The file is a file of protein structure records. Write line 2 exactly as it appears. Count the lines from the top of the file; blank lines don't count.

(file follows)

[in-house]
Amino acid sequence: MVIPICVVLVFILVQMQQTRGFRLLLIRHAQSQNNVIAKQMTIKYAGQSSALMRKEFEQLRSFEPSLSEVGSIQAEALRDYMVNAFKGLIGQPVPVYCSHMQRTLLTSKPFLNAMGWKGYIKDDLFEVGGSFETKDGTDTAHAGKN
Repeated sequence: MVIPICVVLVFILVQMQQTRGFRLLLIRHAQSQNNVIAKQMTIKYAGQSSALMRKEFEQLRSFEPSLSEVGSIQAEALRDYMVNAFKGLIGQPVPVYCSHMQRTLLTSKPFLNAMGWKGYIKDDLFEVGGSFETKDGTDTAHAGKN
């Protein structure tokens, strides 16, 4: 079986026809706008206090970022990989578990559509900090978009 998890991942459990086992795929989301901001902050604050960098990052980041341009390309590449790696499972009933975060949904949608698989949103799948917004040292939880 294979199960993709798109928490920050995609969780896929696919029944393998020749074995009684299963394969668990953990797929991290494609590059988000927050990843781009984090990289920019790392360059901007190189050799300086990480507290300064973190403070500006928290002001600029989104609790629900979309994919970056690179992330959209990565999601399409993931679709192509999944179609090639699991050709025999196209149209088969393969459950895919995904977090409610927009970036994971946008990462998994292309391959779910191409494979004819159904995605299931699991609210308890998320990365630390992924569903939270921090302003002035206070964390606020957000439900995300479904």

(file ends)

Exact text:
Amino acid sequence: MVIPICVVLVFILVQMQQTRGFRLLLIRHAQSQNNVIAKQMTIKYAGQSSALMRKEFEQLRSFEPSLSEVGSIQAEALRDYMVNAFKGLIGQPVPVYCSHMQRTLLTSKPFLNAMGWKGYIKDDLFEVGGSFETKDGTDTAHAGKN